I received this book for free in exchange for an honest review. This does not affect my opinion of the book or the content of my review.I Believe in a Thing Called Love by Maurene Goo
Also by this author: The Way You Make Me Feel
Published by Farrar on May 30th 2017
Genres: Contemporary, Romance
Pages: 336 •Format: ARC •Source: YALLWest
Desi Lee knows how carburetors work. She learned CPR at the age of five. As a high school senior, she has never missed a day of school and has never had a B in her entire life. She's for sure going to Stanford. But—she’s never had a boyfriend. In fact, she’s a disaster in romance, a clumsy, stammering humiliation-magnet whose botched attempts at flirting have become legendary with her friends. So when the hottest human specimen to have ever lived walks into her life one day, Desi decides to tackle her flirting failures with the same zest she’s applied to everything else in her life. She finds her answer in the Korean dramas her father has been obsessively watching for years—where the hapless heroine always seems to end up in the arms of her true love by episode ten. It's a simple formula, and Desi is a quick study. Armed with her “K Drama Rules for True Love,” Desi goes after the moody, elusive artist Luca Drakos—and boat rescues, love triangles, and fake car crashes ensue. But when the fun and games turn to true feels, Desi finds out that real love is about way more than just drama.
Many thanks to the publisher, Maurene, and YallWest for providing ARCs of this adorable book at the Fierce Friday preview night!
I Believe in a Thing Called Love caught my eye a few months ago on the internet because the title and cover were SO adorable, and I adored the K-Drama inspired concept! It seemed like everyone was reading it early, and I oh so pleasantly surprised when I arrived at the Fierce Friday preview night at this year’s YallWest and found out that Maurene was going to be signing ARCs! It quickly shot to the top of my TBR list, and was the perfect fun and fluffy read to fill my post-ACOWAR book hangover days.
I’ll admit I’m not too familiar with K-Dramas, but I know several people who are and Max is a big fan Korean horror movies (which apparently there are K-Drama horror films too we recently found out, lol). However, I found the concept of the story that’s inspired by Desi’s viewing of K-Dramas to be really fun, and loved how the chapter titles became named after her K-Drama “steps to success.” Aside from learning a lot about K-Dramas (and considering starting some myself!) I really enjoyed learning about Desi’s Korean heritage, from the delicious foods her and her dad make together to her parent’s background and own unlikely love story. Desi’s heritage was a part of the story that fit in seamlessly into the plot, as it was clearly so much a part of her, rather than the story feeling like it was too heavy handed integrating diversity. I would love to read more by Maurene and learn more about growing up in a Korean-American household!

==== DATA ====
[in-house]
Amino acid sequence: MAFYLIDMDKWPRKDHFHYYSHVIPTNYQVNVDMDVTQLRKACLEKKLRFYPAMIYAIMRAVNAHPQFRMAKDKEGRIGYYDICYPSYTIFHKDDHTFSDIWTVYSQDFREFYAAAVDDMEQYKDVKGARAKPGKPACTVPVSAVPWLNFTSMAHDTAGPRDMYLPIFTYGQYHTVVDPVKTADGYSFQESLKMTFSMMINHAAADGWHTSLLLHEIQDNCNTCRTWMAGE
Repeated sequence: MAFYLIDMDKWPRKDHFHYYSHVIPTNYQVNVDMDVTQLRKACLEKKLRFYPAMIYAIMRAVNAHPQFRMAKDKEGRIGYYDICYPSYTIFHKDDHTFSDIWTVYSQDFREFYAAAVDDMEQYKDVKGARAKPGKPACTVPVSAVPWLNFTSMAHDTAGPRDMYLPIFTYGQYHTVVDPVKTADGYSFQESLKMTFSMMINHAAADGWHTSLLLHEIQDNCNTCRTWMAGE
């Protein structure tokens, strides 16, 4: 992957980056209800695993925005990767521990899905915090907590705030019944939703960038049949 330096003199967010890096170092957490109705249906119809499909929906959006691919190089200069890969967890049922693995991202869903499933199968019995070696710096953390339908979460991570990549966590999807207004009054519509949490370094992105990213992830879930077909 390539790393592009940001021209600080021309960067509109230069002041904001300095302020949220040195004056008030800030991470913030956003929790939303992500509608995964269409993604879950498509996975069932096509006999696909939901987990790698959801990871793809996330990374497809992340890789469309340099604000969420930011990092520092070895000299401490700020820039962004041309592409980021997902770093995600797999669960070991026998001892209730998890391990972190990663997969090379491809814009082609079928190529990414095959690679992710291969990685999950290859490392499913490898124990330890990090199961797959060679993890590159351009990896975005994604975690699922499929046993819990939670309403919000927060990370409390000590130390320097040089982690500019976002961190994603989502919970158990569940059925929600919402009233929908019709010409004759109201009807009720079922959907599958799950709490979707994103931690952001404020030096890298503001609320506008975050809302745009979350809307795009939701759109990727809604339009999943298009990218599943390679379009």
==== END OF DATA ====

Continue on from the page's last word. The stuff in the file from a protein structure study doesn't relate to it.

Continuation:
I also always have a soft spot for books set on the West Coast, and this novel takes place in Orange County, one of my favorite places in California. I loved reading about some familiar places and landmarks, as well as Desi and her friends’ focus on applying to colleges across the state.
At the heart of the plot of this book is the romance, and it’s sweet and funny and very YA. I love that even with her K-Drama inspired plan, Desi still pretty much remains unabashedly herself, nerdiness and all (though TBH a lot of the things others saw as “nerdy” in her I actually really admired). The book also turns a lot of high school YA stereotypes on their head, such as Desi’s overachieving nerdiness making her endearing and well liked to the school population, and rather popular rather than your typical outcast heroine. I like seeing positive portrayals of the high school experience because not everyone’s is miserable or typical. Luca and Desi make a cute pair and I enjoyed their courtship, but my one complaint is sometimes Desi definitely went a little too far with her plan and associated stunts, and it was sort of mind boggling to make the mental jump to believe that someone as smart as her would do certain things that were so reckless/over the top/flat out dangerous. However, I think the whole book is supposed to be just a little over the top since it’s taking its cues from K-Dramas, so I’m not too caught up on the unrealistic nature of her stunts.
Overall: I Believe in a Thing Called Love is a cute, contemporary read that contains the perfect amount of sweetness and unlikeliness in its romance and courtship to make it perfect for younger YA fiction. Had I read this when I was younger I would have definitely loved it for the romance and Luca, however as an older reader I love it for different reasons- the look into Desi’s Korean heritage, the underlying family dynamics that deal with loss and grief, and the strong if unconventional friendships. Maurene Goo touches on a lot of interesting issues in this novel while still keep it light and fluffy, wrapped up in it’s K-Drama package. Definitely a super cute and quick read!